St. Louis. Home of the Arch. Toasted Ravioli. The Cardinals. And art. So much art.
We sat down with local artist, Steven Walden, to pick his brain on his work, how St. Louis plays a role in his success, and how he morphed into a full-time artist in less than three years. We’ll dissect what makes St. Louis a place artists gravitate.
You started painting in 2014. How did you morph it into a full-time career in such a short amount of time?
Social media has knocked down barriers. I will never, never forget the fact that social made my career. It allows you direct access. Social media is the thing that knocks down doors. I have the chance to get in front of the directors at community funds and show what I can do for you at no cost. I worship at the altar of social media.
What motivates you to do what you do?
Fear. I have a fear of failure. I know what it’s like going back to having nothing. That’s the thing that sparks it. Fear is the thing that inspires me-to know that I have to get up and work but where does the love come in? That’s the enjoyment of what I’m doing. The love shows up when I work with charities with Cardinals Care, Ranken Jordan, Make-a-Wish Foundation, Cardinal Glennon, Big League Impact. The part that is most fulfilling is doing work that helps alleviate suffering in the world; that is where Ranken Jordan shows up, even Big League Impact (Adam Wainwright’s charity). You’re not just out there buying baseballs for kids to play baseball; there is a greater importance to bring drinking water to third world countries, and help kids walk again. What can I do to give emerging artists exposure?
Why do you think artists choose St. Louis as their home to create?
St. Louis is my home base, but the goal is to go national. It’s a big city with a small-town feel. You talk about the idea of six degrees of separation? In St. Louis, it’s more like two to three here. St. Louis has such accessibility. It has allowed me to succeed.
Do you think people are surprised to hear that artists can make their living in St. Louis?
When I first gave this a try because I have tenacity and knew it was going to do it. I knew it was going to happen. I was surprised with how quickly everything has happened. That is unique to St. Louis. It’s like this; Earth is in the “Goldilocks Zone, not too cold, not too hot, it’s just right. St. Louis isn’t Little Rock, it’s not too small. It’s not Chicago, it’s not too big; it’s just right. That has allowed me to flourish. That is what allows me to take it to bigger places. To take the success and clout to other places. I can say I’ve painted for the Blues, for the Cardinals, this is how I can help YOU.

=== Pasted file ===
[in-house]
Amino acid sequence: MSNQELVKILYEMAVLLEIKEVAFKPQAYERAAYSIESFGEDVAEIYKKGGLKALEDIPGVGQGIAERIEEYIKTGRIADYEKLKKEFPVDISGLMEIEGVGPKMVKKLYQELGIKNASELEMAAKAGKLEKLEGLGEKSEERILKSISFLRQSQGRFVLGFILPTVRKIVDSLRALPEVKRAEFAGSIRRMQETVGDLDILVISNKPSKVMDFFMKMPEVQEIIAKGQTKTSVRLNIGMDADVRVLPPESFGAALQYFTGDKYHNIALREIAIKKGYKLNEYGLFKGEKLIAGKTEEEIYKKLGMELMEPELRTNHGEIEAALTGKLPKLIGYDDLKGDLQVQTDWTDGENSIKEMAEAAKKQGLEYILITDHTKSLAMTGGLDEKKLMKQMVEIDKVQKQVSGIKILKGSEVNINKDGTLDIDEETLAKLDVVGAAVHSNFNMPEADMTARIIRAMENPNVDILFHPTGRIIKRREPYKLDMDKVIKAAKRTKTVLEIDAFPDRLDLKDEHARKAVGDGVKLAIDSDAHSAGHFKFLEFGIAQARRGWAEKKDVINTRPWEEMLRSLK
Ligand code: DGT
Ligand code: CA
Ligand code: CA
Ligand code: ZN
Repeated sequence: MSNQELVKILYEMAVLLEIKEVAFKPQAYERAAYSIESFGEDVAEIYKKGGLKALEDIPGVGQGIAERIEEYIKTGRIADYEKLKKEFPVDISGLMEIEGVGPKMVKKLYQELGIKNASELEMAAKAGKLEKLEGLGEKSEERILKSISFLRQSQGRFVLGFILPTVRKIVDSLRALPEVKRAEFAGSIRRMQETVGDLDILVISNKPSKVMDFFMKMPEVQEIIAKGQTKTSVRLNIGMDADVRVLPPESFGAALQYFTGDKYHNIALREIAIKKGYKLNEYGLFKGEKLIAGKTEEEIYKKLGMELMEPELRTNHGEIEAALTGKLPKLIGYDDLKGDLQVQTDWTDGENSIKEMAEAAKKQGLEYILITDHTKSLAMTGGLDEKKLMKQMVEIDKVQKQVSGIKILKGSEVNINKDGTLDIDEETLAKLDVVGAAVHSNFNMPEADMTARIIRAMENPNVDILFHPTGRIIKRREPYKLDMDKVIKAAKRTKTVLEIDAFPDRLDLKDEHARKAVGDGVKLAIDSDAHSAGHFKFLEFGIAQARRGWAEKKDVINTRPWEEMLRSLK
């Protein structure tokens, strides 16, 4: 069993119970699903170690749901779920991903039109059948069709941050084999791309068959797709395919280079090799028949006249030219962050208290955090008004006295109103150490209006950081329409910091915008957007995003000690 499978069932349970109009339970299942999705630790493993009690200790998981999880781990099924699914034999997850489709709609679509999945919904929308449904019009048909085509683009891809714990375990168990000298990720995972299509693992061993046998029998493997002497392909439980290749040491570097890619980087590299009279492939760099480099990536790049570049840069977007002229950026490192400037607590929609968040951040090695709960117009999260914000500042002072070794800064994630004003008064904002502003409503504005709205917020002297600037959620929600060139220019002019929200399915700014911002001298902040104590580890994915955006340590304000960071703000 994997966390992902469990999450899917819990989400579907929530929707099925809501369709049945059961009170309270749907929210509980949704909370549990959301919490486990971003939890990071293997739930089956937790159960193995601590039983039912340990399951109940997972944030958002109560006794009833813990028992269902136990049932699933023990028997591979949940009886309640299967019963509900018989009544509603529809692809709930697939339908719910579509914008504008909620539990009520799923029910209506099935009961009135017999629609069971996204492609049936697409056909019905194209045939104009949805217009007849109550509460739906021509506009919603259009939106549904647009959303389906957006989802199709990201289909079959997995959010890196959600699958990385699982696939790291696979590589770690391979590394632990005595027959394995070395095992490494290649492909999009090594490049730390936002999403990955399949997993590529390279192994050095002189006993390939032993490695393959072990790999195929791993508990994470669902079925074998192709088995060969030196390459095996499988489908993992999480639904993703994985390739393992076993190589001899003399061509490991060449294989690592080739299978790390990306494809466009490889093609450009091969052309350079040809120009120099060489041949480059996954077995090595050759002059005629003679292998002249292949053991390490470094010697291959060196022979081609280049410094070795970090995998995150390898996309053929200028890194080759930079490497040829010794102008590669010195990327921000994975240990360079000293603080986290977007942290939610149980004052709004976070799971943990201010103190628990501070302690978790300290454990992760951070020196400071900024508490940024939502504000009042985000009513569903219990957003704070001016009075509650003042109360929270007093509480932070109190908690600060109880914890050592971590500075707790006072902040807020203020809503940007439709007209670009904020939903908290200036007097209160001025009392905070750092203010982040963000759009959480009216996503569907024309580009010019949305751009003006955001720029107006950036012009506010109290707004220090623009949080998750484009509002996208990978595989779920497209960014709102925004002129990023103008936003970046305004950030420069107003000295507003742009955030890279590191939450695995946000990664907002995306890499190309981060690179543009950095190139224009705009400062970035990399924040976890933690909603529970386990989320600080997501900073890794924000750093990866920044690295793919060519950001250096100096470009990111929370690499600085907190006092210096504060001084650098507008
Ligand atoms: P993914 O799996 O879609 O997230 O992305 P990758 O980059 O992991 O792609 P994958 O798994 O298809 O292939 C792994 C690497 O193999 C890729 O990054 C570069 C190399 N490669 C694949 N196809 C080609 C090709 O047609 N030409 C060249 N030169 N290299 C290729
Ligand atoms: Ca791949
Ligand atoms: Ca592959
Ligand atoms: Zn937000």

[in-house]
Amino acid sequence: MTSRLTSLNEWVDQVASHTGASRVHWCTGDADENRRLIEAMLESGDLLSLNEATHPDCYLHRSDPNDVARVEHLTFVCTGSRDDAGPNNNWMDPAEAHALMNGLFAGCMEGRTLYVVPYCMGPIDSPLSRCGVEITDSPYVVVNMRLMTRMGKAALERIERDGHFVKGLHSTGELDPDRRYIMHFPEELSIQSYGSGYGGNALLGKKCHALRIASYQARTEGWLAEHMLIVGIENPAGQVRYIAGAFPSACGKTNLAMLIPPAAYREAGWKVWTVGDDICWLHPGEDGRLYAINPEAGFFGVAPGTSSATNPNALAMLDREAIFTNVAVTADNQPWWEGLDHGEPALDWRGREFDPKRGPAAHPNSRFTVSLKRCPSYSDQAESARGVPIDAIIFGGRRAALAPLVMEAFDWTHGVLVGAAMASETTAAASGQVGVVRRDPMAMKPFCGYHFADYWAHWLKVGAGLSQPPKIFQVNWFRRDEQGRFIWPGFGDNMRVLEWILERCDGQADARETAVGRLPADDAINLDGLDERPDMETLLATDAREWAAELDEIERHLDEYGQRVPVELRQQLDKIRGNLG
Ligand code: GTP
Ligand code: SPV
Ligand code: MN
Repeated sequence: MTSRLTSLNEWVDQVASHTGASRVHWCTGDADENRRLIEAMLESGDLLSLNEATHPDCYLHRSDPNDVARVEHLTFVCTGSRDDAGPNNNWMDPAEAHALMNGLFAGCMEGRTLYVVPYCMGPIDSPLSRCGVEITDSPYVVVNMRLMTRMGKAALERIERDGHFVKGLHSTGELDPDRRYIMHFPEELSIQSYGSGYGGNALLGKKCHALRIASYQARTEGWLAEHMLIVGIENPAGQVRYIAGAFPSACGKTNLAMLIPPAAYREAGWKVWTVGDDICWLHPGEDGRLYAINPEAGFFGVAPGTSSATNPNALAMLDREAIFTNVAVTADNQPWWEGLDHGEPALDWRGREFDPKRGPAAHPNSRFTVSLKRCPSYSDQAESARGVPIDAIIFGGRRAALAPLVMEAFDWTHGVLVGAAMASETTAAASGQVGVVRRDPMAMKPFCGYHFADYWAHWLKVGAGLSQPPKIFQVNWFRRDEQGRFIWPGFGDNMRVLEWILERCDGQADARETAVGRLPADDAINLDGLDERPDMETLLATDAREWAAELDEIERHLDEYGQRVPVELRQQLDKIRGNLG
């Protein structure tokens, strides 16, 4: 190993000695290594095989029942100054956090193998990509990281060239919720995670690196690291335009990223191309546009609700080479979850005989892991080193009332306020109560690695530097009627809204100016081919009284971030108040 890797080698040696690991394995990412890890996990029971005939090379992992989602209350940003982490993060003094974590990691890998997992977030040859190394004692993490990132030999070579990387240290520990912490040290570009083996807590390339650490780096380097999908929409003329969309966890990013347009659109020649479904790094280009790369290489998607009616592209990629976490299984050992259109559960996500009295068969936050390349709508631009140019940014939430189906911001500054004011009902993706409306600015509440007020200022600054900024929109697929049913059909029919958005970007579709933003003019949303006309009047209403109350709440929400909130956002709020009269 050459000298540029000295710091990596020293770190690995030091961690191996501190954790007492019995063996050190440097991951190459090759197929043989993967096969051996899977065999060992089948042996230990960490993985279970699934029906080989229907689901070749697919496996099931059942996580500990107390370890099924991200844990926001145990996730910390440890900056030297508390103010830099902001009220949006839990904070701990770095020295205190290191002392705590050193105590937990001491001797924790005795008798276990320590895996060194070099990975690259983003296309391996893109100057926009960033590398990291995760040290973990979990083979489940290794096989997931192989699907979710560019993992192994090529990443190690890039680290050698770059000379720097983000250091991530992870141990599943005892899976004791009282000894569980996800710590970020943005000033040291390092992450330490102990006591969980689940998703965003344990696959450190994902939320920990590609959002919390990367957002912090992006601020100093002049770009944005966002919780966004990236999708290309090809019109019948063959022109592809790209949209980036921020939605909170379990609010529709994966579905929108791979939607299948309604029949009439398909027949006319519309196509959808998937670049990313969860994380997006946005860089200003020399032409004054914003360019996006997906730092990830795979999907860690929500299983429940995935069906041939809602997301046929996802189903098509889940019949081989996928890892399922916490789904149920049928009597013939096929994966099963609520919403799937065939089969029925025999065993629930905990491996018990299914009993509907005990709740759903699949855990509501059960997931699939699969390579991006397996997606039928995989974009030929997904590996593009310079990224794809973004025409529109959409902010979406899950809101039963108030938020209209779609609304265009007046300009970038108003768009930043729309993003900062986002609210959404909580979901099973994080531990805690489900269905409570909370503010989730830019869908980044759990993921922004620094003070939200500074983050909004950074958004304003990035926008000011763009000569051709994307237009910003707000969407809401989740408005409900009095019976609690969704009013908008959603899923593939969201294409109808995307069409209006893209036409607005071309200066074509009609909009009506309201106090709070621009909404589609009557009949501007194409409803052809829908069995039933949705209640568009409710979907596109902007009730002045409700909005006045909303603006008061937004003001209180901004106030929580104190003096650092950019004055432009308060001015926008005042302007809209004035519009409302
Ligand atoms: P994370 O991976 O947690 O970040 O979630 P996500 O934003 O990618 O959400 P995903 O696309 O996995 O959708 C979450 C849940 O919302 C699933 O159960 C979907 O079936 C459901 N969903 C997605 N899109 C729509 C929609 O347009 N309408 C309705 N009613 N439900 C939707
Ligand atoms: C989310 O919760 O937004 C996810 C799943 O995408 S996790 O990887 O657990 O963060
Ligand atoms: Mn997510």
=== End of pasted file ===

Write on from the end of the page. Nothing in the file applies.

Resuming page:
How do your emotions come into play?
When I’m feeling low, you can do things in service of other people, something bigger than themselves. That’s a lot of times when (art) pulls me out of a nosedive. I go back to what can I do for other people? What can I do that’s bigger than me?
How is does work/life balance work for you?
Work/life balance is a real struggle. Right now, it’s a one-man operation, so I handle everything: designing the site, marketing, promotion, customer service, ordering and keeping stock of inventory, mailing out orders, and social media interactions. If I’m not working, I’m not getting paid. I’m getting paid for how much work I’m putting in to making sure this machine is running. If I let up on that, the machine stops running. I don’t hit exhibits hard. My stuff is carried in a couple galleries. You usually get yourself in the gallery and use that to build your career. I kind of reverse engineered it; I get my work out there and then the gallery thing is optional.
Let’s look into the future. Where do you see yourself in five years?
Hopefully nationally known, and hopefully teaching other artists how to take their career to the next level. Hopefully teaching artists to do what I’ve done. I feel like right now is the grand experiment. It’s like I’m doing all the taste tests and I like the experiment of the unknown. My dream is to have my work on Trapper Keepers, on school kids’ notebooks, in lockers, on posters.
Featured image by Brendan Joyce Photography